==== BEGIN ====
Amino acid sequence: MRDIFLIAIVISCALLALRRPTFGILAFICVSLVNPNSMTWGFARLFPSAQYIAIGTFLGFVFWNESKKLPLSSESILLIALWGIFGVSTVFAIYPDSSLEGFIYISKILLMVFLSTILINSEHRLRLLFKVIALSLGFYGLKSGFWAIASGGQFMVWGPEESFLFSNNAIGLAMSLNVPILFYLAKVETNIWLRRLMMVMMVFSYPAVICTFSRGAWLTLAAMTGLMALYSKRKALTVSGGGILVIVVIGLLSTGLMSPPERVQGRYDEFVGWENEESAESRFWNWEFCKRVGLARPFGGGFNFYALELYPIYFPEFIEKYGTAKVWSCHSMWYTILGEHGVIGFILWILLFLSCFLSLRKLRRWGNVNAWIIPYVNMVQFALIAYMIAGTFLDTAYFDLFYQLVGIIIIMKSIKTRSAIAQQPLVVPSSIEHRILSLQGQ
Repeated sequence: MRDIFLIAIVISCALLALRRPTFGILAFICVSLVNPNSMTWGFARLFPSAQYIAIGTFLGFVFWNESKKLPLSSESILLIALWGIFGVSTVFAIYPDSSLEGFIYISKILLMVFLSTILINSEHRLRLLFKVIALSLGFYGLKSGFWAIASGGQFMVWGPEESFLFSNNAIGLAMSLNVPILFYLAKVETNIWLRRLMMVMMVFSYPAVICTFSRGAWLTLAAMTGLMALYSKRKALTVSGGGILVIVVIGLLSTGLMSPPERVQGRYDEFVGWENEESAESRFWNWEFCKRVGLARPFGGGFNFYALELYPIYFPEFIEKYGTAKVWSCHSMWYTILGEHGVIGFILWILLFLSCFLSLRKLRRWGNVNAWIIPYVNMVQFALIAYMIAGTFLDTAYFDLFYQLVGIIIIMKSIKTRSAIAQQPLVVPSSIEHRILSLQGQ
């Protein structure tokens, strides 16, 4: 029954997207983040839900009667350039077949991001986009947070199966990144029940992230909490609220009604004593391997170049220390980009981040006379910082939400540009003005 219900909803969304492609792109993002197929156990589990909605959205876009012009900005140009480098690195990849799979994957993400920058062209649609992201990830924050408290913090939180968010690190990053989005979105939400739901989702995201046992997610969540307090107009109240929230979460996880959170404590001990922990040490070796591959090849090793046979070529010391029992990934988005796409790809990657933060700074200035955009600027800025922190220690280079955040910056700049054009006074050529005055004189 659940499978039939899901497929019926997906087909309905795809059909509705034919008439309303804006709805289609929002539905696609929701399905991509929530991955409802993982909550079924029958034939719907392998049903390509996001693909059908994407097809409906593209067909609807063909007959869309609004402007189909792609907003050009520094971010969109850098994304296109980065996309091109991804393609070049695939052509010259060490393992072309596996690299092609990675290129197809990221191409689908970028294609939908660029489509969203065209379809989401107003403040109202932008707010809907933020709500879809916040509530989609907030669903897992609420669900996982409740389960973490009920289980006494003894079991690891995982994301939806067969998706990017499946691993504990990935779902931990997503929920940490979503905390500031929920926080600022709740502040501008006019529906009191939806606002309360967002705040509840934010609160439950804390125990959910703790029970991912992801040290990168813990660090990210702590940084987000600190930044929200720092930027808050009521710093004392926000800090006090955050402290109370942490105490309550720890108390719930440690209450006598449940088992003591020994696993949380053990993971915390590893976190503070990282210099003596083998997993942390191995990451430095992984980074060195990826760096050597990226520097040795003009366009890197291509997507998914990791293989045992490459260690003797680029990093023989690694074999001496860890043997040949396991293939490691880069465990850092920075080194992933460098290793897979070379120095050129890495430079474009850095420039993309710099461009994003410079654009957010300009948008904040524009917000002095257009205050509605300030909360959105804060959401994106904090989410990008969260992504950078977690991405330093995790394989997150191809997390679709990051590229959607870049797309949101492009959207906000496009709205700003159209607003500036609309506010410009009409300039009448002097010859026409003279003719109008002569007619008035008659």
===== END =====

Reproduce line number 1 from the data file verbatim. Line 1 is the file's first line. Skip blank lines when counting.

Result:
Amino acid sequence: MRDIFLIAIVISCALLALRRPTFGILAFICVSLVNPNSMTWGFARLFPSAQYIAIGTFLGFVFWNESKKLPLSSESILLIALWGIFGVSTVFAIYPDSSLEGFIYISKILLMVFLSTILINSEHRLRLLFKVIALSLGFYGLKSGFWAIASGGQFMVWGPEESFLFSNNAIGLAMSLNVPILFYLAKVETNIWLRRLMMVMMVFSYPAVICTFSRGAWLTLAAMTGLMALYSKRKALTVSGGGILVIVVIGLLSTGLMSPPERVQGRYDEFVGWENEESAESRFWNWEFCKRVGLARPFGGGFNFYALELYPIYFPEFIEKYGTAKVWSCHSMWYTILGEHGVIGFILWILLFLSCFLSLRKLRRWGNVNAWIIPYVNMVQFALIAYMIAGTFLDTAYFDLFYQLVGIIIIMKSIKTRSAIAQQPLVVPSSIEHRILSLQGQ